Who flies the drones America uses to take out military targets in foreign locales all over the globe? I had the chance to talk to an Air Force drone pilot operating out of Whiteman Air Force Base, and astonishingly, he admitted to me that he took part in strikes on wedding parties in Middle East & Asian countries said to harbor terrorists.
I confronted him with some of the troubling news that has emerged about the secret White House kill list and the apparent readiness to destroy the lives of innocent bystanders in pursuit of a target – women, children and elderly villagers who are all considered nothing more than “collateral damage.” Clearly, he didn’t want to hear it.
Did he, too, find these people dispensable? Did he share the cold rationale of our leaders that it is “worth it” to kill these civilians to target an enemy? I tried to find out when I saw him during a wedding I attended, all while I was deeply aware of the unsettling irony that the celebration we were attending was seen differently than the weddings, funerals and other gatherings that U.S. airstrikes have unofficially declared to be venues of war.
Perpetual wars spilling across many borders is now a foregone conclusion. The public pays it little mind. Drones take this even further, targeting individuals determined to be combatants – without a declaration of war against their country and without formal charges, allegations or complaints against those individuals.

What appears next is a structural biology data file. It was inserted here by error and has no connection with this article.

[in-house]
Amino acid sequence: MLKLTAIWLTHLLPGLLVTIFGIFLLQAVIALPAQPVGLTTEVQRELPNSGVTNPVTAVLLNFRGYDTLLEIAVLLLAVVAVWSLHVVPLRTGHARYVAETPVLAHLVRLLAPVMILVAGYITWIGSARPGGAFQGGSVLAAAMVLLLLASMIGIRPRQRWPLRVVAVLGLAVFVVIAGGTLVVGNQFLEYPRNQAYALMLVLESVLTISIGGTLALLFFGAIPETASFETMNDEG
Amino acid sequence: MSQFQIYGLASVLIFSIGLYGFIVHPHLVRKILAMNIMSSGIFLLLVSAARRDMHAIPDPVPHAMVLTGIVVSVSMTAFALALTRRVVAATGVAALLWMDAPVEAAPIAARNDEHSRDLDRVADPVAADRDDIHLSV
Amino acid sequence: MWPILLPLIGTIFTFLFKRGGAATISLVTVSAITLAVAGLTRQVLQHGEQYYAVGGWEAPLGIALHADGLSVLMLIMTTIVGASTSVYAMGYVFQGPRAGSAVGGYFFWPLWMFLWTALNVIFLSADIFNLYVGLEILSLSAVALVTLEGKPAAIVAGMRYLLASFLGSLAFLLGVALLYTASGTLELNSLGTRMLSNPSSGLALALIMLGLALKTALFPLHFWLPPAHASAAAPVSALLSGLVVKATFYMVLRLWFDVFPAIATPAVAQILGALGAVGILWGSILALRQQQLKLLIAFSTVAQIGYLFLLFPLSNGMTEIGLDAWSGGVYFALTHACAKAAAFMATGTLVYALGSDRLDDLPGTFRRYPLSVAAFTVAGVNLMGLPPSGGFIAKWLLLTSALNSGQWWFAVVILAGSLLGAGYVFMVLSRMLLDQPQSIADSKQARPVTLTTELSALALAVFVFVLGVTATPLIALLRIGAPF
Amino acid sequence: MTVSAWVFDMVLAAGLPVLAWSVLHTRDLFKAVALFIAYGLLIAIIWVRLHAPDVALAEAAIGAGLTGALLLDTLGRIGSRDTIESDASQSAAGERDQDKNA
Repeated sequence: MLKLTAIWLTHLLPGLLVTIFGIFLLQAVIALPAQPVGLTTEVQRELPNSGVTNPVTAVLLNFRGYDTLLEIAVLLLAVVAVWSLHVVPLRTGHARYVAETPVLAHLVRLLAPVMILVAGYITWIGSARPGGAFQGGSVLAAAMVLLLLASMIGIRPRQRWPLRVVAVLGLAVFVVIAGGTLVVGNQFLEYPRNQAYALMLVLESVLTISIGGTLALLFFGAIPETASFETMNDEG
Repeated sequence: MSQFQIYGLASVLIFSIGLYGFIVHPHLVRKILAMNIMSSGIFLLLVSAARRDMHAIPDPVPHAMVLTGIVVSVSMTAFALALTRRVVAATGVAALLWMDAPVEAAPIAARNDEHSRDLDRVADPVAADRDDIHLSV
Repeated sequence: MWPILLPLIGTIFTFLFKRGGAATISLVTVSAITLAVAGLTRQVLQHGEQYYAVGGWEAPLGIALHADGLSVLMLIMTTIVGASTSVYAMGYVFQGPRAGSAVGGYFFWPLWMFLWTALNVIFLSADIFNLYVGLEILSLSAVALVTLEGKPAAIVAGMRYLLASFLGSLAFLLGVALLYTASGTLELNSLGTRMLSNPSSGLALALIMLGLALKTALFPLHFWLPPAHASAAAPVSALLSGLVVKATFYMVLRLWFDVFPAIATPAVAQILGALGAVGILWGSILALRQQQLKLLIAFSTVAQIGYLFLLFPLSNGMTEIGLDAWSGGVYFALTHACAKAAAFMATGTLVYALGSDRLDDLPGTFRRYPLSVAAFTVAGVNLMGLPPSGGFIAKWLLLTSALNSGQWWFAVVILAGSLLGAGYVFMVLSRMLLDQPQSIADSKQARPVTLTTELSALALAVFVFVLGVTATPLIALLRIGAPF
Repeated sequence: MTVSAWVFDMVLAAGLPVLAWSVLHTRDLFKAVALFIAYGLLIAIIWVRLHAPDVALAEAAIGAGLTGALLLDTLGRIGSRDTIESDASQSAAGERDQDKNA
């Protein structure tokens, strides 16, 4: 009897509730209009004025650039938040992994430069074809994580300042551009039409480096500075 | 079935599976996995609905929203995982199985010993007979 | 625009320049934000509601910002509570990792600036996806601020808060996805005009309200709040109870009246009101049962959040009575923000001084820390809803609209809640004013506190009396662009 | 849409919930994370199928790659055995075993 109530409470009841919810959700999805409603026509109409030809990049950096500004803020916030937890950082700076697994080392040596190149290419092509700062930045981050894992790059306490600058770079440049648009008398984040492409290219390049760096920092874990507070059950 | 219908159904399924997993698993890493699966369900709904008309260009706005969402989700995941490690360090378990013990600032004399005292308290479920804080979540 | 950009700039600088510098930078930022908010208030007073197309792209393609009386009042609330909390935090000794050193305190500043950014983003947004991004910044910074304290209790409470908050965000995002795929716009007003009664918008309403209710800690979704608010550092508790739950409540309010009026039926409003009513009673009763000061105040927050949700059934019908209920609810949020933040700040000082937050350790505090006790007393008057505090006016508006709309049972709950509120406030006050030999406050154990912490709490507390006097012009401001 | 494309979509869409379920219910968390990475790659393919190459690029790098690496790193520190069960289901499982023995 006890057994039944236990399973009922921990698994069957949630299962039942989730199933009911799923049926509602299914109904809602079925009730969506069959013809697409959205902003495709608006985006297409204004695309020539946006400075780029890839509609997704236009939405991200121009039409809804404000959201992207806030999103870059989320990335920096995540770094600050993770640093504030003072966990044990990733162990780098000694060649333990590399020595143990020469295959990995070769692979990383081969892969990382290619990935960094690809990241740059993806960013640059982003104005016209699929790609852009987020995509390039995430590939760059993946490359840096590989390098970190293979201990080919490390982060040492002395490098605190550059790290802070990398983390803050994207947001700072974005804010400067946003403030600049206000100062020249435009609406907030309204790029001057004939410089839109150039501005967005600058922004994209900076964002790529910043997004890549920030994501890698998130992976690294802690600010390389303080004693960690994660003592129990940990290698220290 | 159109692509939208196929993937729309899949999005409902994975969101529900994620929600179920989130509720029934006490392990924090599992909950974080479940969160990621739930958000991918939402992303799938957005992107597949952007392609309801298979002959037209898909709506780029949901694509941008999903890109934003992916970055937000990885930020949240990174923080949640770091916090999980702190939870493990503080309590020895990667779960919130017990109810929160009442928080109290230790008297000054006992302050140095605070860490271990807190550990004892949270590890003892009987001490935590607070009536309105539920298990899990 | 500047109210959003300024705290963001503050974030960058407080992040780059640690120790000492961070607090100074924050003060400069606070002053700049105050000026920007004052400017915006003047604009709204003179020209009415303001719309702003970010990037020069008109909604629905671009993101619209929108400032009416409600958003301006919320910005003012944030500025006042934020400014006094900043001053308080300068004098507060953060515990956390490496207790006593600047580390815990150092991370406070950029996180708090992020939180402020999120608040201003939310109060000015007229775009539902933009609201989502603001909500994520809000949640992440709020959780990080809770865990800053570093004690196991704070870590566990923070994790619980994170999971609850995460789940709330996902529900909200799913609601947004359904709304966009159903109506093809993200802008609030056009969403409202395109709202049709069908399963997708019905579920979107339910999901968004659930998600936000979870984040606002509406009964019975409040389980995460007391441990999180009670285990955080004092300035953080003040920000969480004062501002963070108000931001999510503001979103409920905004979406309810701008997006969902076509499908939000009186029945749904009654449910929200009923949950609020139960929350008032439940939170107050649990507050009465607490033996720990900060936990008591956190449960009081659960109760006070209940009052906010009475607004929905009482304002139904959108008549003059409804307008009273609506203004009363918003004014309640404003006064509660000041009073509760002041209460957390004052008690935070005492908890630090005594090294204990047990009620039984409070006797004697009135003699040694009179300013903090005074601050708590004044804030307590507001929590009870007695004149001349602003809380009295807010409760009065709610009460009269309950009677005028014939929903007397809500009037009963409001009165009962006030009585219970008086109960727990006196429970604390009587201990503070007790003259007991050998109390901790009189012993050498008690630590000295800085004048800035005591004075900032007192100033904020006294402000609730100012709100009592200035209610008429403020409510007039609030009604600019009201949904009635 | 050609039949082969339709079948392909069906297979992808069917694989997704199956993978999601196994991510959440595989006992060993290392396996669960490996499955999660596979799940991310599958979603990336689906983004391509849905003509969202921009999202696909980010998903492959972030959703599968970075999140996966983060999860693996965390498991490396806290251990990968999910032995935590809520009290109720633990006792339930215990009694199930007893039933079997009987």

Due process is effectively dead. The White House, the Pentagon, and the pilots who operate their predator drones have become judge, jury and executioner while the public isn’t even told who is on their kill list, or why.
Drones are coming home to roost, too. Estimates are that U.S. skies will see some 30,000 drones within the coming decade, and surveillance is not their only purpose. While they may not be equipped with missiles to target suspects, the use of tasers and other less-lethal weaponry for law enforcement and border security functions has already been proposed.
How far will things go? And how far removed will their operators be from the situation? Will they retain the judgement to know when things have gone too far? Or will the lives they hover over become mere blips on a screen?
Aaron Dykes is a co-founder of TruthstreamMedia.com where this article first appeared. As a writer, researcher and video producer who has worked on numerous documentaries and investigative reports, he uses history as a guide to decode current events, uncover obscure agendas and contrast them with the dignity afforded individuals as recognized in documents like the Bill of Rights.